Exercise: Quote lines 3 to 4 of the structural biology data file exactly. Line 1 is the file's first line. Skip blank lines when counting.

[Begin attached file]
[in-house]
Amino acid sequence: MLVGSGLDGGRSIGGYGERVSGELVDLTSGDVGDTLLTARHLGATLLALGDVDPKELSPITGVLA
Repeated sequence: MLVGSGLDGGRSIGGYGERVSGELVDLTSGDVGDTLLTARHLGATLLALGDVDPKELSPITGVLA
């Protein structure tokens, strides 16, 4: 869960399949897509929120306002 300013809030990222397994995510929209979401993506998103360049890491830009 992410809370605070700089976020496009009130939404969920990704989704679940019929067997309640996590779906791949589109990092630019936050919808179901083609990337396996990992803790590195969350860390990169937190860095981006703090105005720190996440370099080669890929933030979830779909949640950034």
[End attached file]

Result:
Repeated sequence: MLVGSGLDGGRSIGGYGERVSGELVDLTSGDVGDTLLTARHLGATLLALGDVDPKELSPITGVLA
């Protein structure tokens, strides 16, 4: 869960399949897509929120306002 300013809030990222397994995510929209979401993506998103360049890491830009 992410809370605070700089976020496009009130939404969920990704989704679940019929067997309640996590779906791949589109990092630019936050919808179901083609990337396996990992803790590195969350860390990169937190860095981006703090105005720190996440370099080669890929933030979830779909949640950034």